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Recently the Nordstrom family announced their intent to take the Nordstrom, Inc. (JWN) company private.

If I were a tiny minority shareholder, what kind of process could I expect to see as this effort proceeds? I know eventually, if successful, I would have to relinquish my shares. But along the way, how does the process unfold, how am I affected, and what are my rights? Specifically, how are decisions made, and what voice do I have?

In the United States when a company publicly trading on the non-state exchanges such as NYSE or NASDAQ has major owners that want to take the company private, what are the mechanics of the decision-making?

  • Does the Board of Directors make the decision?
  • Do the existing shareholders get to vote?
  • What kind of majority of directors or shareholders are required to make the decision?
  • Is this process and size of majority controlled by the company’s own governing documents, or controlled by law, or controlled by both?
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    I'm voting to close this question as off-topic because it is about company finance and law, not about personal finance. – Dilip Sarwate Jun 8 '17 at 22:03
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    I suppose I didn't make it explicit, but my motivation in asking here was to get a sense of the my rights as a tiny minority shareholder. But if off-topic, so be it, I understand, and my apologies. – Basil Bourque Jun 8 '17 at 23:30
  • @BasilBourque If you update the question to better reflect how a buyout affects an individual non-minority shareholder, it will be on-topic. – D Stanley Jun 9 '17 at 16:20
  • @DStanley Done. Along with a motivating example. – Basil Bourque Jun 9 '17 at 16:59
  • Given that this is a question relating to "corporate or government finance", shouldn't it be moved to quant.stackexchange.com? – KareemElashmawy Jun 9 '17 at 19:35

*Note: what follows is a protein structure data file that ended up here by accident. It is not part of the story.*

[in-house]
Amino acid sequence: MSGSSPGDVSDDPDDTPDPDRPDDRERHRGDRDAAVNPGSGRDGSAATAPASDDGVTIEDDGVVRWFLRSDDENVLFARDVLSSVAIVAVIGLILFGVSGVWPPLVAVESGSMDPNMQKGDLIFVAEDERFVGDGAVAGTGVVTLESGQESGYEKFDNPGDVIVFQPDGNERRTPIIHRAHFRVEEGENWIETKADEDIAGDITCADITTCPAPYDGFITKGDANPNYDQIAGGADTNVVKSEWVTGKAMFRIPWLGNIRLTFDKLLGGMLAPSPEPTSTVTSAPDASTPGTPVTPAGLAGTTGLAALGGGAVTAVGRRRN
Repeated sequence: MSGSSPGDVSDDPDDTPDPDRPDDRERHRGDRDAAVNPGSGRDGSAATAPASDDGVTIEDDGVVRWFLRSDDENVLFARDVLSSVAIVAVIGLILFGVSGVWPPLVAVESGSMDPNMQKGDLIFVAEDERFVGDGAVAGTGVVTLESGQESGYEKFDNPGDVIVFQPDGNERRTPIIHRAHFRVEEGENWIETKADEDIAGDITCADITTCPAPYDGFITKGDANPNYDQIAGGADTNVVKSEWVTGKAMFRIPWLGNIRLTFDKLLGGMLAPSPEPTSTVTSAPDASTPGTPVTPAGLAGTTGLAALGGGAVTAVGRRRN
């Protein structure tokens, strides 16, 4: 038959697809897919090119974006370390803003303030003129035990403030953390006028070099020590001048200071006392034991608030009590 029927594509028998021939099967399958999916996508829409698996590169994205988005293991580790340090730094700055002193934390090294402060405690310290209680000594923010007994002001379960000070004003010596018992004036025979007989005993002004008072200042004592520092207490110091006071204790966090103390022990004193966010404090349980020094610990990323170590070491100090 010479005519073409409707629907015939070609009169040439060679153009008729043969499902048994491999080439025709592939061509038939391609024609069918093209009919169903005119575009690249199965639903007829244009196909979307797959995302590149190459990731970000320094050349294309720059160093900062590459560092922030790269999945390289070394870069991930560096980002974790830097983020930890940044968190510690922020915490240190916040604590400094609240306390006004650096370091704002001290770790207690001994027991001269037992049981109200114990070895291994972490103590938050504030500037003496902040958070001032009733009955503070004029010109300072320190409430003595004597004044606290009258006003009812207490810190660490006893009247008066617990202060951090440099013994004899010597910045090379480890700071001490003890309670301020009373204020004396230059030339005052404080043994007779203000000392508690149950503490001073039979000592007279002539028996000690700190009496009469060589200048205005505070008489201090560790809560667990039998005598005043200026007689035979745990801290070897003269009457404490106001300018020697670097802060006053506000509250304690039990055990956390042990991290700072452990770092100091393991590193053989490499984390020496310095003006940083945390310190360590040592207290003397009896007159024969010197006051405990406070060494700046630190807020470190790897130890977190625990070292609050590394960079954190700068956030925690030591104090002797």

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Does the Board of Directors make the decision?

Board of Directors inform the SEC about the intent of "Major holder / Promoter / Promoting Bloc" in taking the company private.

Do the existing shareholders get to vote?

Yes / No. The process involves making a too good offer to refuse to all the existing shareholder to part with their shares. Thus say a promoter may increase his stake from 25% to 90%.

If I were a tiny minority shareholder, what kind of process could I expect to see as this effort proceeds? I know eventually, if successful, I would have to relinquish my shares. But along the way, how does the process unfold, how am I affected, and what are my rights? Specifically, how are decisions made, and what voice do I have?

This is different in every situation as there are multiple ways this happens. This is governed by various company laws and SEC rules. Also read Squeeze out.

If the intent of the promoter is to de-list the shares from "Exchange" and thus take it private ... the reasons could be to get more flexibility and stay away from public glare. All the promoter has to do is meet the requirements of de-listing the stock from stock exchange. Each exchange has rules NYSE if the number of shareholder is less than "X" or share in market is less than "Y" etc.

In such cases one can still be a minority share holder; but selling shares etc becomes difficult.

If the intent of the promoter is to gain 100% of the stock; this is slightly different. He may indulge in series of legal manoeuvring to achieve his goal but this would take time.

In all cases, the interest of minority shareholder is generally protected. He would get more than fair value of compensation for the stocks held. What he may loose out is; if he believes this is a great company and I want to hold it for 20 years before I sell ... so the lost opportunity sometimes is not safeguarded.

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